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MOSCOW, July 5 (Alexey Eremenko, RIA Novosti) – The morbidly cute educational cartoon “Dumb Ways to Die,” about do’s and don’ts when using public transportation, has won critical acclaim at international ad festivals. But in Russia, it was banned as promotion of suicide.
Over the past nine months, Russia has passed two bills regulating domestic Internet use, including an extrajudicial blacklist for websites and a radical anti-piracy law, which opponents call the “Russian SOPA” after its rejected US analogue. That’s two more bills than over the previous 18 years.
The burst of legislative activity has prompted fears that the Kremlin aims to censor the Internet for political reasons, but experts interviewed by RIA Novosti see it as something more complex: the zeal of conservative, populist lawmakers, dovetailing – in the case of the piracy law – with the efforts of film and TV lobbyists whose business agenda fits the broader prohibitive trend in state policy.
As for the Kremlin, Internet aficionados say, it has enough tools for suppressing political dissent online without the new regulations.
Purging the Pirates
The new anti-piracy law was fast-tracked by parliament in less than three weeks and signed into law by President Vladimir Putin on Tuesday.
The legislation – drafted by four lawmakers, all of them performers and film directors, who did not consult Internet industry representatives – aims to curb film piracy, but places much of the responsibility on middlemen rather than the pirates themselves.
It will allow bans and/or lawsuits to be initiated against almost any website, including online media and search engines, opening the doors to unfair harassment, according to a joint statement issued last week by 10 members of the Russian Internet industry’s main lobby group, the Russian Association of Electronic Communications (RAEC), including Google Russia, and Google’s major Russian business rival, search engine Yandex (not a RAEC member).
The law bears some similarity to the Digital Millennium Copyright Act, or DMCA, a US law that allows copyright holders to request that websites and search engines remove user-posted content believed to infringe copyright.
However, the Russian law differs markedly in that copyright holders do not have to contact the uploader; they can go straight to court, which will then order the contested content removed – without ruling on its legality. If the host does not get the uploader to comply within 24 hours, a state watchdog can block the offending webpage or website by IP address – which is often shared by dozens or hundreds of unrelated websites, all of which will effectively fall under the ban.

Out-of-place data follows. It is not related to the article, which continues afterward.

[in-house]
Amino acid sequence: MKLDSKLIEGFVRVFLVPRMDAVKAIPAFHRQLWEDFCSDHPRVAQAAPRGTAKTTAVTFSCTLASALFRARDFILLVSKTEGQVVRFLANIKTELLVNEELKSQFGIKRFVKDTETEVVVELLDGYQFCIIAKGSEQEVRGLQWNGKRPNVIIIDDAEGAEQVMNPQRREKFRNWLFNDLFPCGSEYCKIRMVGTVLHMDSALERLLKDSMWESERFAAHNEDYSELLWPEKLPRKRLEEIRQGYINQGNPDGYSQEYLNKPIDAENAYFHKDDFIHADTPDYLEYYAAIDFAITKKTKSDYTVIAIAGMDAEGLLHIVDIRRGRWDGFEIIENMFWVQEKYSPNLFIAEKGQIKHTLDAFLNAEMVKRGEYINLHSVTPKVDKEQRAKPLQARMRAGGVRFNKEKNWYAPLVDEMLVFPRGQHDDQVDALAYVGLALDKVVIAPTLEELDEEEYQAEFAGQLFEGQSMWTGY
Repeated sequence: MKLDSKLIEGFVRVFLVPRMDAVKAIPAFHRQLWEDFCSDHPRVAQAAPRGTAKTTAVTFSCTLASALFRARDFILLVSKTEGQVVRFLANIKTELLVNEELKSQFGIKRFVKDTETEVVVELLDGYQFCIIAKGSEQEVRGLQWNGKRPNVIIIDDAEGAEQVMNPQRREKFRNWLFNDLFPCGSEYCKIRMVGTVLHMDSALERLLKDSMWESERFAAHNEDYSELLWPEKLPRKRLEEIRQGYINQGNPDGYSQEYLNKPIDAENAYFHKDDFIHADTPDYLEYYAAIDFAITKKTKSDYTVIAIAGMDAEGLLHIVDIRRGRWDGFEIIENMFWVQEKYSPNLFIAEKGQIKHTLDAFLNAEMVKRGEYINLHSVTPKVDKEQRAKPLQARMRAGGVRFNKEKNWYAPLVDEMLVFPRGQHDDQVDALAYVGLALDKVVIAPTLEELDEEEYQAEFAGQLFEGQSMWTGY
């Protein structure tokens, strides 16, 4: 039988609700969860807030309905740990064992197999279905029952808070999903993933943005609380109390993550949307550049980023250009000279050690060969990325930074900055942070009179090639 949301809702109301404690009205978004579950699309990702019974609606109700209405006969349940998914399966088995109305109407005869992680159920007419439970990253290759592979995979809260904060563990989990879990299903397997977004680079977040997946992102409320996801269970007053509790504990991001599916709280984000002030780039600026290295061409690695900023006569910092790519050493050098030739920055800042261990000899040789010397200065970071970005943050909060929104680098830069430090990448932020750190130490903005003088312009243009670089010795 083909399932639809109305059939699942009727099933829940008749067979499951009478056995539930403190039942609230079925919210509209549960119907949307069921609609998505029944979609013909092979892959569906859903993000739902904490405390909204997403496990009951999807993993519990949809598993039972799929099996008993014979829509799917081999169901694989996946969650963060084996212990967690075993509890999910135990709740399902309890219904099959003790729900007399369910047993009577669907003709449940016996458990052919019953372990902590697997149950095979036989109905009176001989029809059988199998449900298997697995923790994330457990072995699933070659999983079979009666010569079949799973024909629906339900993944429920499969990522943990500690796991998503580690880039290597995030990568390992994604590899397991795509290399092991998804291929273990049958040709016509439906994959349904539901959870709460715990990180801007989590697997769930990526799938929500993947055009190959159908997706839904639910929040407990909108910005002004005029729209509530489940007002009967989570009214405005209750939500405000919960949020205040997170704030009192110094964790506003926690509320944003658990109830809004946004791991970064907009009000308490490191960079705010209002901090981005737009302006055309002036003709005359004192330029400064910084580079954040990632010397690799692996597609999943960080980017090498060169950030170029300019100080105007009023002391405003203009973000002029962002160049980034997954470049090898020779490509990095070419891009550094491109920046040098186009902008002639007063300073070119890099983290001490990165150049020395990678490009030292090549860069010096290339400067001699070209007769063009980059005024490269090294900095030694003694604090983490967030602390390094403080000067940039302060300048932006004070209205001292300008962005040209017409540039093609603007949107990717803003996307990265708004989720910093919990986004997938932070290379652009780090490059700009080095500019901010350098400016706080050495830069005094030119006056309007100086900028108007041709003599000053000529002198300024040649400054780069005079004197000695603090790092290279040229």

The Russian bill also allows copyright holders to target any “informational intermediaries” involved in disseminating contested content. That means a search engine, blog or news website can face bans because someone posted a link to a pirated movie in its comments section.
“It’s probably the worst Internet law ever passed,” Anton Nossik, a veteran Internet entrepreneur, wrote in his blog on Snob.ru.
The Film Lobby
Besides lawmakers, the main driving force behind the anti-piracy law seems to be those connected with Russia’s ailing film business.
“It's the work of the copyright-holder lobby,” Sergei Grebennikov, RAEC’s deputy director, said of the new legislation, pointing to major television channels as backers.
Alexei Pimanov, a host for Channel One, Russia’s most-watched channel, said on his show in late June that he had co-drafted the bill to help Russia’s film industry.
The number of Russians watching films on television went down from 79 percent in 2004 to 50 percent in May, according to independent pollster Levada Center.
The bill's four official co-authors would not comment on the matter, a representative for one of them told RIA Novosti.
The plight of Russia’s film industry has long been a topic of discussion, and piracy is hardly its only problem.
Lawmaker Robert Shlegel, who tracks Internet-related issues and added minor changes to the copyright bill, has said the domestic film industry is losing up to 60 billion rubles ($2 billion) a year to piracy.
However, at the box office, the 68 Russian films released last year only grossed about 40 billion rubles ($1.2 billion), or 14 percent of the country's total, with most ending up in the red, the Kinobusiness.com film industry website said in late December.
Experts and industry representatives have been debating the problems in Russian filmmaking for years, among them: poor distribution networks, both online and offline; excessive state support that de-incentivizes the production of commercially viable films (the state paid for 44 percent of all moviemaking expenses in 2012, according to the RBC Daily newspaper); and poor quality – an issue raised repeatedly by industry players, including the head of Channel One, Konstantin Ernst.
“The quality of [Russian] film content is falling,” Sergei Kitin, the head of the Cinema Park movie theater network, was quoted by RBC as saying last fall. “We sometimes have to pull films ahead of time because the movie halls are empty.”
As Russians Go Online, Authorities Crack Down
Since 1994, when the first .ru domain went online, Russian authorities largely overlooked the country’s Internet industry as insignificant both economically and socially.